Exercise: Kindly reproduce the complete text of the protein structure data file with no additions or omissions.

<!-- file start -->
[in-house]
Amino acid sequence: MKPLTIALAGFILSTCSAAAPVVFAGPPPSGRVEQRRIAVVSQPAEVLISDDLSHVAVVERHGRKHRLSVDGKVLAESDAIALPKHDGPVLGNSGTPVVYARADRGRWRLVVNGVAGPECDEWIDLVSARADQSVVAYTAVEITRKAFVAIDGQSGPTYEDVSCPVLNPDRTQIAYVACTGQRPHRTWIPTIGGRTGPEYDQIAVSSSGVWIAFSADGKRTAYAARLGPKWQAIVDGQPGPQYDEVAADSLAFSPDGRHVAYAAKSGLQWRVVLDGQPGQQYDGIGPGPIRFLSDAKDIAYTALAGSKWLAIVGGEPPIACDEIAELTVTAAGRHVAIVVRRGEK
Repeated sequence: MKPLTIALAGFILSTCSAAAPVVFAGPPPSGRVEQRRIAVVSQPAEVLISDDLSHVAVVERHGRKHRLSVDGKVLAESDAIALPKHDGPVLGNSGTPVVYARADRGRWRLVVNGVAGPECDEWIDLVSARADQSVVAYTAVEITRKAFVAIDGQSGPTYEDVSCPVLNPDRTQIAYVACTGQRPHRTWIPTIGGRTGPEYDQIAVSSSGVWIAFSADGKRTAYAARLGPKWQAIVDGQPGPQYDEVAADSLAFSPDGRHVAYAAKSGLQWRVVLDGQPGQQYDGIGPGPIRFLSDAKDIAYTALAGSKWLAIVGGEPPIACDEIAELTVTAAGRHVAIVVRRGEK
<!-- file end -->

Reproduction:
[in-house]
Amino acid sequence: MKPLTIALAGFILSTCSAAAPVVFAGPPPSGRVEQRRIAVVSQPAEVLISDDLSHVAVVERHGRKHRLSVDGKVLAESDAIALPKHDGPVLGNSGTPVVYARADRGRWRLVVNGVAGPECDEWIDLVSARADQSVVAYTAVEITRKAFVAIDGQSGPTYEDVSCPVLNPDRTQIAYVACTGQRPHRTWIPTIGGRTGPEYDQIAVSSSGVWIAFSADGKRTAYAARLGPKWQAIVDGQPGPQYDEVAADSLAFSPDGRHVAYAAKSGLQWRVVLDGQPGQQYDGIGPGPIRFLSDAKDIAYTALAGSKWLAIVGGEPPIACDEIAELTVTAAGRHVAIVVRRGEK
Repeated sequence: MKPLTIALAGFILSTCSAAAPVVFAGPPPSGRVEQRRIAVVSQPAEVLISDDLSHVAVVERHGRKHRLSVDGKVLAESDAIALPKHDGPVLGNSGTPVVYARADRGRWRLVVNGVAGPECDEWIDLVSARADQSVVAYTAVEITRKAFVAIDGQSGPTYEDVSCPVLNPDRTQIAYVACTGQRPHRTWIPTIGGRTGPEYDQIAVSSSGVWIAFSADGKRTAYAARLGPKWQAIVDGQPGPQYDEVAADSLAFSPDGRHVAYAAKSGLQWRVVLDGQPGQQYDGIGPGPIRFLSDAKDIAYTALAGSKWLAIVGGEPPIACDEIAELTVTAAGRHVAIVVRRGEK